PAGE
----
Mark presents a paradoxical picture of the disciples. They doubted and they failed, yet they were used to build the church. Some died for him, one betrayed him. The message is, what kind of disciple will you be?
Religious Leaders Accuse Jesus of Getting His Power from Satan / 3:20-30
Mark never allowed his readers to get far from the fact that Jesus’ ministry was constantly being opposed. He balanced Jesus’ choice of disciples with the evolving group of opposition. The religious leadership chose to add the accusation of demon possession. He neutralized his enemies’ charge with a counterattack. How, he asked them, could he possibly be serving Satan when his presence and his actions were causing such devastating damage to Satan’s kingdom? Further, he pointed out that their failure to recognize the Spirit, under whose influence he was actually operating, indicated that they were committing the unforgivable sin. By identifying the Holy Spirit as Satan in Jesus’ life, the religious leaders were committing unspeakable blasphemy.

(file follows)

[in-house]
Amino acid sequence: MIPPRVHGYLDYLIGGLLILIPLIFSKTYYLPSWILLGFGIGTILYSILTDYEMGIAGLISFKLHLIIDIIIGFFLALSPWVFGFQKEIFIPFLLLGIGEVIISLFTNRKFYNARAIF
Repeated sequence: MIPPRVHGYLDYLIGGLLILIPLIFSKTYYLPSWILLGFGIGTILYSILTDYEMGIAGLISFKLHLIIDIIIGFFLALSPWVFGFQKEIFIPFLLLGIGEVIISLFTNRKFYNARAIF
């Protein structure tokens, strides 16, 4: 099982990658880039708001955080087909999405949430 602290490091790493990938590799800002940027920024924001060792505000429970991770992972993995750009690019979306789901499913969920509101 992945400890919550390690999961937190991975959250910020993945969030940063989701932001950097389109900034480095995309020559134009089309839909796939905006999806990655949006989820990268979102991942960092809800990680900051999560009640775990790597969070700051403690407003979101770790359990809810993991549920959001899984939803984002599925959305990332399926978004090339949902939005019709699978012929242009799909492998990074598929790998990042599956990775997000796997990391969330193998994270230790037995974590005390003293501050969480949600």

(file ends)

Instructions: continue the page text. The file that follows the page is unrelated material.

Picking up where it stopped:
3:20 The house Jesus entered was most likely in Capernaum and may have, once again, been Peter’s house. As had happened twice previously, crowds began to gather (see 1:33; 2:1-2). Again, the demand of the people in the crowd made it impossible for Jesus and the disciples to have any quiet, to spend time in training, or even to eat.
3:21 Thinking Jesus had gone out of his mind, his family came to him. John recorded that Jesus’ brothers did not believe in him (John 7:5), although some later did believe (Acts 1:14). In fact, Jesus’ brother James became one of the leaders in the church in Jerusalem and the writer of the book of James. Mary believed that her son was special, but she didn’t understand his mission. Perhaps she thought the situation was getting out of hand, and she needed to protect her son from himself, from the demands of his ministry, or even from the relentless crowds. Jesus’ family decided that they needed to take him home with them.